About the solution
The HeartWatch is a blocky yellow contraption that sits on the wrist and uses a light and sensor to track the heart rate. In the event of a heart attack, it is programmed to send a text message to a loved one or emergency services.
“My mom started getting really sick,” Frank recalled. “I’d be scared she would have problems and I didn’t know about it.”
The HeartWatch prototype looks like a clunky wristwatch with a plastic yellow encasing that was 3D printed to fit Frank’s arm for his Ryerson demonstration. There are two microcontrollers that serve as the “brains” of the computer, Frank explained. There is also a memory unit with eight gigabytes of space, a system to send messages via cellular networks, GPS to determine the device’s location, and two rechargeable lithium ion batteries.
When someone straps the monitor on their wrist, a small green light on the bottom flashes against the skin. The blood, being red, reflects that light back into a sensor on the watch and the computer is programmed with an algorithm to determine the heart rate from the changes in voltage that the censor receives, Frank said. The monitor is set to record a beats-per-minute value every time the heart beats twice. The computer then stores this data with a time-stamp, and can be retrieved by sticking the memory card into a computer, Frank said.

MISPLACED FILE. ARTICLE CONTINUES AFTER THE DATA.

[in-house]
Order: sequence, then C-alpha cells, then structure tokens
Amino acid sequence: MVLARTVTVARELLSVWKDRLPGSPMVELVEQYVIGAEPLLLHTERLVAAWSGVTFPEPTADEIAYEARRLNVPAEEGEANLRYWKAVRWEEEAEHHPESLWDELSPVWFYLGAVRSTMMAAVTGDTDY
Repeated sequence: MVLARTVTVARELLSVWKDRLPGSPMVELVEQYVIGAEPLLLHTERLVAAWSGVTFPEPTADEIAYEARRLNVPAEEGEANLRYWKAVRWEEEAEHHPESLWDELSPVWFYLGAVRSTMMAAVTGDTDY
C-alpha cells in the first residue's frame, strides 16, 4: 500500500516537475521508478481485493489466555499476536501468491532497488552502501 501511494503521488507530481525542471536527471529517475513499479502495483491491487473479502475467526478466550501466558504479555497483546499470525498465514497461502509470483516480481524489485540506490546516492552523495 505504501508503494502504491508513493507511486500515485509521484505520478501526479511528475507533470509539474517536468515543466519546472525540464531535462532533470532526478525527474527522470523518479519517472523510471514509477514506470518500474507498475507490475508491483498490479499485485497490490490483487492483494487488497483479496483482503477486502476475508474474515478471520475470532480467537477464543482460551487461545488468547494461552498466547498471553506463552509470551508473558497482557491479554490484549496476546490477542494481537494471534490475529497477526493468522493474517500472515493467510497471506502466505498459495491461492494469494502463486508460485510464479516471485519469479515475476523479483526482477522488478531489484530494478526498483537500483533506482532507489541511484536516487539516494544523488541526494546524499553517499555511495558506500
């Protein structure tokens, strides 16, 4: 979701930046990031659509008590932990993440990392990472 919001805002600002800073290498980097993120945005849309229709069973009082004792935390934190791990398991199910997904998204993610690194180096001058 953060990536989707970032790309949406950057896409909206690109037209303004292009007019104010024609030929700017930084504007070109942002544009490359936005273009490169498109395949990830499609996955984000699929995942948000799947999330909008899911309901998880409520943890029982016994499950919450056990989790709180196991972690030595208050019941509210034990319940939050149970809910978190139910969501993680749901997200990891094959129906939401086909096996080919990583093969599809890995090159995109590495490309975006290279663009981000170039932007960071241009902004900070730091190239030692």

The aspect that Frank is most excited about, however, is the device’s ability to essentially call 911.
His mother Lan, is blind in one eye, partially sighted in the other, and has trouble hearing. She’s also prone to bouts of dizziness, has thyroid issues, and was recently referred to a cardiologist for an irregular heartbeat.
“I had an idea of trying to make something that could help her, but it wasn’t until this year, when her doctor said her heart sounded kind of weird … That’s when the idea of a heart monitor came up,” said Frank. “You just hear a lot of statistics about people dying of heart attacks. It’s really scary.”
During the Vietnam War, Lan had an ear infection that festered and went untreated; health problems have persisted and spread ever since. Lan doesn’t go outside much anymore, because of her bad hearing and limited sight, and aside from the odd after-school job Frank has picked up, mother and son subsist on monthly disability cheques from the government.
Adapted from: http://on.thestar.com/2fuCava
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